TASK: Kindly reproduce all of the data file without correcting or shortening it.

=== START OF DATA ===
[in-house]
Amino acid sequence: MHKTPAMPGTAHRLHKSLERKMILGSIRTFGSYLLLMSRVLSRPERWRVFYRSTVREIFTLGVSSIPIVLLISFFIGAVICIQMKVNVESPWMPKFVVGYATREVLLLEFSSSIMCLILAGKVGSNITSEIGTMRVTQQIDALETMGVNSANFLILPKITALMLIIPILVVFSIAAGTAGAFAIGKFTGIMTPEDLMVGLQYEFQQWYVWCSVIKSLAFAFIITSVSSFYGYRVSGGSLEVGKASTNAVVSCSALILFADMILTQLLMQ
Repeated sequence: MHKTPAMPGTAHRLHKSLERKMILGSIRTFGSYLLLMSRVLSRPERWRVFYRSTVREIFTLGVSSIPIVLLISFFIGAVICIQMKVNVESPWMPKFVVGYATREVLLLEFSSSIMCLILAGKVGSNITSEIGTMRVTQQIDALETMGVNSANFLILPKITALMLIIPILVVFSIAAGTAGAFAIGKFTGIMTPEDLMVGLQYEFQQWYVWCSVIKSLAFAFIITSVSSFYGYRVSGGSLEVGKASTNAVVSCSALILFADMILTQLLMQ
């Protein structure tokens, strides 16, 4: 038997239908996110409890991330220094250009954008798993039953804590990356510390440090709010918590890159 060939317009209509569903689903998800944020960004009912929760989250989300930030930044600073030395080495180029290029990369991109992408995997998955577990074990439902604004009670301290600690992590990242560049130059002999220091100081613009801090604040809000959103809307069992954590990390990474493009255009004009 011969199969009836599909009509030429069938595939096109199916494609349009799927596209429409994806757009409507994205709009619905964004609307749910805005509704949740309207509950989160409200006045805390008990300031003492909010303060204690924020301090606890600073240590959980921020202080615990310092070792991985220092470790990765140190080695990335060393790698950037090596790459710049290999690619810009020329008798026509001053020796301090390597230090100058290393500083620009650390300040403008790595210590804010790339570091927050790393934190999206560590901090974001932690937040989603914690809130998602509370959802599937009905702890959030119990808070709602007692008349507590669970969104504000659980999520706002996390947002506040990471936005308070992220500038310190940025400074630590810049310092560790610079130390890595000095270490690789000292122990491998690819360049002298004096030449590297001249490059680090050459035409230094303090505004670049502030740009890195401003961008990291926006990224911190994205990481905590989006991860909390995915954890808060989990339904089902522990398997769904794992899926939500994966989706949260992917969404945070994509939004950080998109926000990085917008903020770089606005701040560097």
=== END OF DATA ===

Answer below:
[in-house]
Amino acid sequence: MHKTPAMPGTAHRLHKSLERKMILGSIRTFGSYLLLMSRVLSRPERWRVFYRSTVREIFTLGVSSIPIVLLISFFIGAVICIQMKVNVESPWMPKFVVGYATREVLLLEFSSSIMCLILAGKVGSNITSEIGTMRVTQQIDALETMGVNSANFLILPKITALMLIIPILVVFSIAAGTAGAFAIGKFTGIMTPEDLMVGLQYEFQQWYVWCSVIKSLAFAFIITSVSSFYGYRVSGGSLEVGKASTNAVVSCSALILFADMILTQLLMQ
Repeated sequence: MHKTPAMPGTAHRLHKSLERKMILGSIRTFGSYLLLMSRVLSRPERWRVFYRSTVREIFTLGVSSIPIVLLISFFIGAVICIQMKVNVESPWMPKFVVGYATREVLLLEFSSSIMCLILAGKVGSNITSEIGTMRVTQQIDALETMGVNSANFLILPKITALMLIIPILVVFSIAAGTAGAFAIGKFTGIMTPEDLMVGLQYEFQQWYVWCSVIKSLAFAFIITSVSSFYGYRVSGGSLEVGKASTNAVVSCSALILFADMILTQLLMQ
């Protein structure tokens, strides 16, 4: 038997239908996110409890991330220094250009954008798993039953804590990356510390440090709010918590890159 060939317009209509569903689903998800944020960004009912929760989250989300930030930044600073030395080495180029290029990369991109992408995997998955577990074990439902604004009670301290600690992590990242560049130059002999220091100081613009801090604040809000959103809307069992954590990390990474493009255009004009 011969199969009836599909009509030429069938595939096109199916494609349009799927596209429409994806757009409507994205709009619905964004609307749910805005509704949740309207509950989160409200006045805390008990300031003492909010303060204690924020301090606890600073240590959980921020202080615990310092070792991985220092470790990765140190080695990335060393790698950037090596790459710049290999690619810009020329008798026509001053020796301090390597230090100058290393500083620009650390300040403008790595210590804010790339570091927050790393934190999206560590901090974001932690937040989603914690809130998602509370959802599937009905702890959030119990808070709602007692008349507590669970969104504000659980999520706002996390947002506040990471936005308070992220500038310190940025400074630590810049310092560790610079130390890595000095270490690789000292122990491998690819360049002298004096030449590297001249490059680090050459035409230094303090505004670049502030740009890195401003961008990291926006990224911190994205990481905590989006991860909390995915954890808060989990339904089902522990398997769904794992899926939500994966989706949260992917969404945070994509939004950080998109926000990085917008903020770089606005701040560097």